The US last night announced Taiwan’s membership in its Visa Waiver Program (VWP), as the nation became the 37th country to receive the privilege.
The US Department of Homeland Security (DHS) listed Taiwan on its Web site as one of the countries enjoying visa-free status, according to the Central News Agency.
Taiwan will become the seventh nation in the Asia-Pacific region to obtain visa waiver treatment from the US after Australia, New Zealand, Japan, Singapore, Brunei and South Korea.
Inclusion in the program means that Republic of China (ROC) passport holders will be granted visa-free stays of up to 90 days in the US.
The initiative is expected to benefit both countries. The VWP is one of the key components of US President Barack Obama’s stated goal of increasing travel and tourism to the US. It will also free Taiwanese from the cumbersome process of applying for a US visa and save them the NT$4,800 fee.
Under the new procedure, which will take effect one month from the date of the announcement, ROC nationals who want to travel to the US will simply have to register basic information online and pay a US$14 fee. The online approval will allow multiple stays of up to 90 days over a two-year period.
Washington’s approval comes after a lengthy screening process. Taiwan obtained VWP candidacy status in December last year after years of trying to join the program. A group of officials from the US Department of Homeland Security (DHS) visited Taiwan in early March to evaluate Taiwan’s bid, inspecting Taiwan Taoyuan International Airport among other procedures.
Bruce Linghu (令狐榮達), director-general of the Ministry of Foreign Affairs’ Department of North American affairs, said Taiwan began negotiations with the US on the waiver program two years ago after the country met eligibility requirements, including a visa refusal rate of less than 3 percent.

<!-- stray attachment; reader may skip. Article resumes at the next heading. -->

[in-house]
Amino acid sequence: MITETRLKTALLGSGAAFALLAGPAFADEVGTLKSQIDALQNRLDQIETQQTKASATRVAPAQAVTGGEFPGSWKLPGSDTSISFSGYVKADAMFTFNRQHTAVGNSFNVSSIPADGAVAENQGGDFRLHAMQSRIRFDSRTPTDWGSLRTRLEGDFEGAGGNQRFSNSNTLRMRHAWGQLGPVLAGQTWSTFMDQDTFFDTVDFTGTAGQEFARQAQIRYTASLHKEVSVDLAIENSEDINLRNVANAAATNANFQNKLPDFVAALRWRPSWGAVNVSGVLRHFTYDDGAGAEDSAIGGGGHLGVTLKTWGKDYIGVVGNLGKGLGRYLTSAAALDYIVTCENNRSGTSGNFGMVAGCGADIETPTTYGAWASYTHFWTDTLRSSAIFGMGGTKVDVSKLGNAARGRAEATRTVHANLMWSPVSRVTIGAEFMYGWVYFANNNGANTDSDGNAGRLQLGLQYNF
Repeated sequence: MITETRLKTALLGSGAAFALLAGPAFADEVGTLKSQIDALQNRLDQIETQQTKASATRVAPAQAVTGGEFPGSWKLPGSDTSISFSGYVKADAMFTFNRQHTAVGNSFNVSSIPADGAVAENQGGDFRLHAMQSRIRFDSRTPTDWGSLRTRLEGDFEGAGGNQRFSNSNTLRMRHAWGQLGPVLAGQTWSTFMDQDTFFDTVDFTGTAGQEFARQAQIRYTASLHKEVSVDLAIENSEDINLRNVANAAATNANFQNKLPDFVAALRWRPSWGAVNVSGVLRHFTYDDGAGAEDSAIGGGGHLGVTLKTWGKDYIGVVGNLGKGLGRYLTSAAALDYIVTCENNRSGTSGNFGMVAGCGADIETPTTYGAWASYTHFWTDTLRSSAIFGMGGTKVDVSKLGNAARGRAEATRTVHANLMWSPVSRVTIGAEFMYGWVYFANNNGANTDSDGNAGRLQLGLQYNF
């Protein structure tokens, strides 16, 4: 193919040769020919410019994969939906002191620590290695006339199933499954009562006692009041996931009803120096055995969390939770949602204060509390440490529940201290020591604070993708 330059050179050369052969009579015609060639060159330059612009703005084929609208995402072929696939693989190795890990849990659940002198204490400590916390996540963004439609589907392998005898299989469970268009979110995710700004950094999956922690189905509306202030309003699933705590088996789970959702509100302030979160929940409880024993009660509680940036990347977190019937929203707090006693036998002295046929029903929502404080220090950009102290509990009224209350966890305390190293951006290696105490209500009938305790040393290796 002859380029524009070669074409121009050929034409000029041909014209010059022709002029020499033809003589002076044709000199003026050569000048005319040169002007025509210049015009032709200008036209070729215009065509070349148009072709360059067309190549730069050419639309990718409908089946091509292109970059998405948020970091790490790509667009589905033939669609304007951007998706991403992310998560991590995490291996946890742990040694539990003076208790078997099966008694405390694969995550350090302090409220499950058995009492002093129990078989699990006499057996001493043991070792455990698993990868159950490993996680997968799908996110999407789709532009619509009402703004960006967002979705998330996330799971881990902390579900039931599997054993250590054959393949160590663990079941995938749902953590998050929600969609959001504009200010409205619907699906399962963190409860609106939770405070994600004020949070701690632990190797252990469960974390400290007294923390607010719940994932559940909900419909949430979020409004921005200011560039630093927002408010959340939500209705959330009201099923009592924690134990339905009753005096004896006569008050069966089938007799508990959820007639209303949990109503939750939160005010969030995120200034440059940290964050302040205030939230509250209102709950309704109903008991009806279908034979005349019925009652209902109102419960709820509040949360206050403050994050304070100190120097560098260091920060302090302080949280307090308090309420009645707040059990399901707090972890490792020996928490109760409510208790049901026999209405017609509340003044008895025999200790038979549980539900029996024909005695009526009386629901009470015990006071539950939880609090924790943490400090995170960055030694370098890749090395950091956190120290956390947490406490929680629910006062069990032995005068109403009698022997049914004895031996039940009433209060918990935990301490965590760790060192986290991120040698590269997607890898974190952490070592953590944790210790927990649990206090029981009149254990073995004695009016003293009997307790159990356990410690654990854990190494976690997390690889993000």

Now that Taiwan has been granted US visa-waiver status, nearly all of the countries and regions in the world that Taiwanese often travel to have either exempted Taiwanese from visa requirements or offer Taiwanese landing visa status, the ministry said.
The US became the 129th country or region to grant Taiwan visa privilege, with the Philippines, Vietnam and Myanmar on a list of priority countries identified by the ministry that it is continuing to work with to qualify for their programs.
Meanwhile, tourism officials said the program could result in a 30 percent to 40 percent increase in tourists heading to US this quarter.
Lion Travel Service Co spokesman Andy Yu (游國珍) said Taiwanese who wanted to visit the US were often intimated by the complicated procedures they had to endure.
“They were required to fill a detailed application form and show up in person at the American Institute of Taiwan [AIT] for an interview,” Yu said. “During the travel season, visitors would need to make reservations for the interview, sometimes one-and-a-half months in advance. Those living in central and southern Taiwan would have to travel to the north, and they were not even guaranteed that their applications would be approved.”
Yu said more people would now be encouraged to travel to the US.
In related developments, the National Immigration Agency said it would step up its border security measures and anti-terrorism cooperation with other countries after Taiwan’s inclusion in the waiver program. Beginning next year, the agency will set up systems at airports and seaports that collect and match fingerprints and take photos of foreign passengers, agency Director-General Hsieh Li-kung (謝立功) said.
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